The bar itself is wonderfully molded, I like a thick bar. It has the Lillie Belle logo on it, and though that’s pretty too, it doesn’t really make for easy portioning.
It’s a moderately dark bar at 68%. The wrapper mentions that the beans are roasted a low temperatures and then refined for nearly three days.
The color is a nice, solid brown with a hint of deep red. The thick pieces give a lot of room for developing the texture on the tongue. It’s sweet at first, but the melt is smooth and immediate. The primary notes that hit me first were brown sugar and raisin, but as the flavor develops there’s a slight dry bite that holds some cherry, tobacco and coffee notes.
The texture was really what blew me away on this bar. I love the extra silky melt, bright snap and shiny molding.
The bar is made with only three ingredients: cocoa mass, cocoa butter and sugar. No vanilla, no soy. (Though made in facility that does have soy, so not for soy allergic folks - same goes for nuts & dairy.) As far as I know, this chocolate is the Max Felchlin Cru Sauvage, just remelted (and nicely priced, if you ask me).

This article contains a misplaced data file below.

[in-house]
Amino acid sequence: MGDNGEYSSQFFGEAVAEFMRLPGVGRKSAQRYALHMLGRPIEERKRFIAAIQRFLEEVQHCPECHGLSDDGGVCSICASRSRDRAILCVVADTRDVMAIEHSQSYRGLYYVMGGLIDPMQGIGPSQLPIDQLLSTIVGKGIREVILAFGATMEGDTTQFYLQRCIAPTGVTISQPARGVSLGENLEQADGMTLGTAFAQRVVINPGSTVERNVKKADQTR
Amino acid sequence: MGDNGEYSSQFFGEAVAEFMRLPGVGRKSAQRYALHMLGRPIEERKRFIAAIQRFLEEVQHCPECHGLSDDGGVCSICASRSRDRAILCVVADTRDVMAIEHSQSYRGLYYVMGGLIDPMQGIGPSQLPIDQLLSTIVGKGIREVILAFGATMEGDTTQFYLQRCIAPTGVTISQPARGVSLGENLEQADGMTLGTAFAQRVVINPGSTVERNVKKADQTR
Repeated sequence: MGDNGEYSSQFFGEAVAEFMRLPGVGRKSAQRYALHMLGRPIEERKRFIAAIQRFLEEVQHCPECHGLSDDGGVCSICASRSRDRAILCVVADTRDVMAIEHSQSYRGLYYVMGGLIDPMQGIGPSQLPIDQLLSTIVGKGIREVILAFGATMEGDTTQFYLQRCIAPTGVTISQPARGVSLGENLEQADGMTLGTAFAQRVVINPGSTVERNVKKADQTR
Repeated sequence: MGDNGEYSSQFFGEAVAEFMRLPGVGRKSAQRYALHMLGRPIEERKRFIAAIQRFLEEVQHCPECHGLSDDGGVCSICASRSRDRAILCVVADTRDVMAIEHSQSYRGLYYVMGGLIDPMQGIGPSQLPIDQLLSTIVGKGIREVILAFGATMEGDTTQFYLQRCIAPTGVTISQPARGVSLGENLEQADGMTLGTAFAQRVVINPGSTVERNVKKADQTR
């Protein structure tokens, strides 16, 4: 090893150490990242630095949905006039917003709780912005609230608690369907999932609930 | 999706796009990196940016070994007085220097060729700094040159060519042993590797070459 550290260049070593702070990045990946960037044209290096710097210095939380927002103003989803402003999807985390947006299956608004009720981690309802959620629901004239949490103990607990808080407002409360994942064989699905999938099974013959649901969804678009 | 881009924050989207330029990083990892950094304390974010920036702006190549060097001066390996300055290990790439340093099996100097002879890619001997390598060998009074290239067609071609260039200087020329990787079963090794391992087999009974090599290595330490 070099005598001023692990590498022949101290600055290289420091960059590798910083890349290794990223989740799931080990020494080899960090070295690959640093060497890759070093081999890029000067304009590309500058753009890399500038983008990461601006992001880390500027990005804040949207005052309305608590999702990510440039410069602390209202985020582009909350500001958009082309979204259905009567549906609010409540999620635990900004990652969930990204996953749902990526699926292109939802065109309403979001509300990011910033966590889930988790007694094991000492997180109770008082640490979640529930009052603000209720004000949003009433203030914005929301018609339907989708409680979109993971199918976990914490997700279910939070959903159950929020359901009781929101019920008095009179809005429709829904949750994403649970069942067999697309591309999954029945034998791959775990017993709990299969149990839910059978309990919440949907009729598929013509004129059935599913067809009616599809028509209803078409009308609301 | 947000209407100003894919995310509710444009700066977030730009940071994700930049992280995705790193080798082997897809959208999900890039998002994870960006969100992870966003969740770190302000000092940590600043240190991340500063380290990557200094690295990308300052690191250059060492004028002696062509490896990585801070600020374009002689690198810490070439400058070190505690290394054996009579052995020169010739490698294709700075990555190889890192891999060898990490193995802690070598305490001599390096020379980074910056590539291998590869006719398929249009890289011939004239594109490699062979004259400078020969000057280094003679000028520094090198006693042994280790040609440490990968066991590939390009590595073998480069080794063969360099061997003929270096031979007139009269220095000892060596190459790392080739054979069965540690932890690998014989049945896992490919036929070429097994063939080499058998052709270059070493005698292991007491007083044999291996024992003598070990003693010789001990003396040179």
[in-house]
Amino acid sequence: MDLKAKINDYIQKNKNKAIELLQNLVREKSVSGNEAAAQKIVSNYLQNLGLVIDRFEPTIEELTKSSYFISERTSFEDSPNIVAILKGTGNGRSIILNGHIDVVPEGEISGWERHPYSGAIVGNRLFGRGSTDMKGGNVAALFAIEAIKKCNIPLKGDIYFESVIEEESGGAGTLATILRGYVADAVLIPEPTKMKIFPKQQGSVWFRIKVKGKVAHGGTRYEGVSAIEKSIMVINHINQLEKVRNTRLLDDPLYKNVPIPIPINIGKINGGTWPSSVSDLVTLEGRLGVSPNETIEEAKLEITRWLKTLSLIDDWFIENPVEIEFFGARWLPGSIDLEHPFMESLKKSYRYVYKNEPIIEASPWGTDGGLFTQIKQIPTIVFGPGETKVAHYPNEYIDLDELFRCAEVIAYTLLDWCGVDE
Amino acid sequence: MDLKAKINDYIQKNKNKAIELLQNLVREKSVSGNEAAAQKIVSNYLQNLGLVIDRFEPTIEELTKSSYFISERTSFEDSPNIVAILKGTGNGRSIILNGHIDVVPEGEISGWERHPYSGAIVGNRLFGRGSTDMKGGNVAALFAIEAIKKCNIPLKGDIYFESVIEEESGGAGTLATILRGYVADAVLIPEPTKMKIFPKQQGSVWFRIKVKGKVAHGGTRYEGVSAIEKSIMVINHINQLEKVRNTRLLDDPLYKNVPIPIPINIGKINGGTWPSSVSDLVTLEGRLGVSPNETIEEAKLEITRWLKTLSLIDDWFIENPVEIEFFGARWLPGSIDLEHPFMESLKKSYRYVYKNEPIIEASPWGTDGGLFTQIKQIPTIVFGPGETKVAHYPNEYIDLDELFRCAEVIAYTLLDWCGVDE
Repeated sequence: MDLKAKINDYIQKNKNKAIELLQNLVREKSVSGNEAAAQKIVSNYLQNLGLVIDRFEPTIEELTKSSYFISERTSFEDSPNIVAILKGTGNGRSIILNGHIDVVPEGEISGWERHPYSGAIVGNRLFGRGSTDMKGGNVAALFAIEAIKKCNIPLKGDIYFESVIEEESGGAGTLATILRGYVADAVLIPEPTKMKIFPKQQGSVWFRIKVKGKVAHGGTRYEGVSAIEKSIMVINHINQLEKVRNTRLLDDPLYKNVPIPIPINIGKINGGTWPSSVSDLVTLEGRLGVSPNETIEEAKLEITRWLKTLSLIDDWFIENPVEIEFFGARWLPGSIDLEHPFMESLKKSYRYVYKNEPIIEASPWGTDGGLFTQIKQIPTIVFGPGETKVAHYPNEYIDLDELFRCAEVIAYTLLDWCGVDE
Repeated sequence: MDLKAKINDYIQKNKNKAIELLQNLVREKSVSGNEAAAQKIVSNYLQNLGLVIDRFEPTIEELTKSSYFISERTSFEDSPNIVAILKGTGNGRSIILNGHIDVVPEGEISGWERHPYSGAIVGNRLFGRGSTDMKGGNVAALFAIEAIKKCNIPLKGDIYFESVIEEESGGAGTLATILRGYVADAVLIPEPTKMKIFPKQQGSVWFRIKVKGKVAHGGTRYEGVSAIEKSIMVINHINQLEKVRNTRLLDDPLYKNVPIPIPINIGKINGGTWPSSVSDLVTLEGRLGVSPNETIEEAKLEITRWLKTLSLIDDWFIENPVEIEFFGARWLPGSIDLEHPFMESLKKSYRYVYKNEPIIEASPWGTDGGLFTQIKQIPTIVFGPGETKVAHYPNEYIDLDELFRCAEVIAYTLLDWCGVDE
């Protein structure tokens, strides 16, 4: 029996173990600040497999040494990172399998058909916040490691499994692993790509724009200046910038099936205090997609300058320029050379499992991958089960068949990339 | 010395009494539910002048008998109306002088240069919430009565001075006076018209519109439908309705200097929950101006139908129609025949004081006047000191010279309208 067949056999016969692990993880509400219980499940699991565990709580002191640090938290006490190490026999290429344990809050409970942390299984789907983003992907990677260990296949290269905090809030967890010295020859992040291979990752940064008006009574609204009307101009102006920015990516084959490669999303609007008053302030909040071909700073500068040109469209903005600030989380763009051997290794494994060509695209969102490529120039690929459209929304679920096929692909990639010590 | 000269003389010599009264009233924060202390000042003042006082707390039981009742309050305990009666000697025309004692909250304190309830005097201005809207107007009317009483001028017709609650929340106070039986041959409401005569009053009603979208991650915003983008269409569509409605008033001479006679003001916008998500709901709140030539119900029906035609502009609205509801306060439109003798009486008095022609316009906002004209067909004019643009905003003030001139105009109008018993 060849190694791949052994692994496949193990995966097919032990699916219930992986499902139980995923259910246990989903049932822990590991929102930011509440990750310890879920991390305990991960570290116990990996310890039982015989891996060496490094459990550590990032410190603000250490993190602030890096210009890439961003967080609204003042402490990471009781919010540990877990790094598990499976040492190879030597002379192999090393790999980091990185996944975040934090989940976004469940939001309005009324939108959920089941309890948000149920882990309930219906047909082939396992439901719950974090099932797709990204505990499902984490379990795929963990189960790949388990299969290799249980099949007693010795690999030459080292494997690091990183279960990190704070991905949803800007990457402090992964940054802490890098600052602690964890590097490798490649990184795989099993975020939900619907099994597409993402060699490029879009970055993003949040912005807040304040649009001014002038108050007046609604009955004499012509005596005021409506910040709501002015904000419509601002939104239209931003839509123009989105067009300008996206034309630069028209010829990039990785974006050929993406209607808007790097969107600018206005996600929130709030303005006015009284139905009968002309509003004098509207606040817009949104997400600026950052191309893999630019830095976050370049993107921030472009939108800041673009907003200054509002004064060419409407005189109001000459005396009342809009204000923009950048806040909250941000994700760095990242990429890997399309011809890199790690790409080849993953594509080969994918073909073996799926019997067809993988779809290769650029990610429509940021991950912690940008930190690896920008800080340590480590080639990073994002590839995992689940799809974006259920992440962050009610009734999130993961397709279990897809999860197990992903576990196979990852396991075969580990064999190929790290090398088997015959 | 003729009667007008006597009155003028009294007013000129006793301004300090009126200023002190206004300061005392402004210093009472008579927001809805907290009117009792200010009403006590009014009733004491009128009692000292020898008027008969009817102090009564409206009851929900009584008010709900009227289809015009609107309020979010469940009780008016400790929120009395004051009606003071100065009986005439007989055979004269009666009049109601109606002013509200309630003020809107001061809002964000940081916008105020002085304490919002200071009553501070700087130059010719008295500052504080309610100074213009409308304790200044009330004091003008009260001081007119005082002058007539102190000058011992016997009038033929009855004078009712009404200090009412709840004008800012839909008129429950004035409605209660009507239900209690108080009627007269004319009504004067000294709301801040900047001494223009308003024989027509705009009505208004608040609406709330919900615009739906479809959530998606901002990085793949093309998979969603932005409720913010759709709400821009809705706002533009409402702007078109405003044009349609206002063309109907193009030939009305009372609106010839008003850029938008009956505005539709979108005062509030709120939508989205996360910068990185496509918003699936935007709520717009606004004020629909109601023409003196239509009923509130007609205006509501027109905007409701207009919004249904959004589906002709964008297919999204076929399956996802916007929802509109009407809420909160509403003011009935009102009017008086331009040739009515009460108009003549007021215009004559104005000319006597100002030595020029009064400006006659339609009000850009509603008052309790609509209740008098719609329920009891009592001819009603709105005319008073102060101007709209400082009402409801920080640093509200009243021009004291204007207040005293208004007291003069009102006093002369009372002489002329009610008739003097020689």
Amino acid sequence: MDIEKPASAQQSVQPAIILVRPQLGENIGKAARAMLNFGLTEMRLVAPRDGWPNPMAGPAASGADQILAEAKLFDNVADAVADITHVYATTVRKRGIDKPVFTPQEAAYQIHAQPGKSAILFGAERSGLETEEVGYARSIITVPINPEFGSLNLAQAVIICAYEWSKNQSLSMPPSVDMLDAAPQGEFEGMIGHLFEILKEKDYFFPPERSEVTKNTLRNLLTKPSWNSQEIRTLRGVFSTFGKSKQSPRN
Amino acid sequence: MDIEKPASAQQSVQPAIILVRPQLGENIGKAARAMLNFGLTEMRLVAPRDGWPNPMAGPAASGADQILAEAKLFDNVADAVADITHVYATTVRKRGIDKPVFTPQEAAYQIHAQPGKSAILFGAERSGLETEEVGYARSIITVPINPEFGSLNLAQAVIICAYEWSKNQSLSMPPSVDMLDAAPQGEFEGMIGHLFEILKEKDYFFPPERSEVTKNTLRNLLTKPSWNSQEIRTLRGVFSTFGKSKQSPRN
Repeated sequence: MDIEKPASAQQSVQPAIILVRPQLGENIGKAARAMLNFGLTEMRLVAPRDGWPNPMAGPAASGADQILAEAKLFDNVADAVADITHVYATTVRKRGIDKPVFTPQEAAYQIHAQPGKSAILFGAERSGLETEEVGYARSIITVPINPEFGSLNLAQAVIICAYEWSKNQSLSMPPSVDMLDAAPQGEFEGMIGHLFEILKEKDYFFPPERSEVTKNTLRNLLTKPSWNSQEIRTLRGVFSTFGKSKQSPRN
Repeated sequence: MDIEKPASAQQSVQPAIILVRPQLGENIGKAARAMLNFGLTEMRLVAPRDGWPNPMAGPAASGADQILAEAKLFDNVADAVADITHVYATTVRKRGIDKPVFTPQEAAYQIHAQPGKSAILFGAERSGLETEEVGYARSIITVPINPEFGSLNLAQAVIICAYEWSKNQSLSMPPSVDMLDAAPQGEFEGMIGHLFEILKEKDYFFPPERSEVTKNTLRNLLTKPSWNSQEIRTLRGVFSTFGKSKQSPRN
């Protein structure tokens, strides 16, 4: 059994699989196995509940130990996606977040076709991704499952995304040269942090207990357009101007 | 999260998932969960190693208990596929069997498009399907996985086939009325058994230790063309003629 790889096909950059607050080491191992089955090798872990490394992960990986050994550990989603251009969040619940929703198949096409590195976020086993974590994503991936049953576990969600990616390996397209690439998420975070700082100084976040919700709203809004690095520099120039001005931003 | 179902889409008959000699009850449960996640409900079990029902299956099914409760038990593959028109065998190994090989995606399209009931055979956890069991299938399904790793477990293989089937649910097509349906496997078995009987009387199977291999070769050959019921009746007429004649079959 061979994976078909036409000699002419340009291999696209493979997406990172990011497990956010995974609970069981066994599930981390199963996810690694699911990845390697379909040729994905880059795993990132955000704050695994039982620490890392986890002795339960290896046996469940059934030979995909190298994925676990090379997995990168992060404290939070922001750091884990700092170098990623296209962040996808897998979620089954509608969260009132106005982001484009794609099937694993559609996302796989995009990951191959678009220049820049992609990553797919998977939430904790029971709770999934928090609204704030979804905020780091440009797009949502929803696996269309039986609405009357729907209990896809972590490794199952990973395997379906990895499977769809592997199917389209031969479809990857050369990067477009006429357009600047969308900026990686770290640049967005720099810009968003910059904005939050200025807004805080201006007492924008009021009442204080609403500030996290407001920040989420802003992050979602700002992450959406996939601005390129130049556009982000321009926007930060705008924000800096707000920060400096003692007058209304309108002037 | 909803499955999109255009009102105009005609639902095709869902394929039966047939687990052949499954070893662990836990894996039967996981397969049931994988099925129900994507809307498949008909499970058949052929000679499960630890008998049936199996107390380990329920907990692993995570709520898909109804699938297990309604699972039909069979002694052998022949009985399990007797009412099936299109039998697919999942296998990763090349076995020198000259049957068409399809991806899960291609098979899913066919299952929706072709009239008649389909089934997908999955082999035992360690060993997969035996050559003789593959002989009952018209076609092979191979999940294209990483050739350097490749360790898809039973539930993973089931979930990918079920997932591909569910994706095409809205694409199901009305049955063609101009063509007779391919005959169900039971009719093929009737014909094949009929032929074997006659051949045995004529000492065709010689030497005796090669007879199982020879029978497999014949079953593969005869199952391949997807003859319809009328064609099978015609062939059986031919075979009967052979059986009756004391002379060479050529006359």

My only hesitation with the bar (besides the fact that I don’t like falling in love with things in short supply) is the packaging. While it looks nice, the wrapper is a bit thin, as is the foil. The paper overwrap is excessively glued, and pasted to the foil at that, so I never had any luck with either bar in rewrapping it. (That’s why I have a bunch of zip lock bags.)
If you’re a chocolate fan who enjoys single origins, this is definitely one to experience.
Meticulously photographed and documented reviews of candy from around the world. And the occasional other sweet adventures. Open your mouth, expand your mind.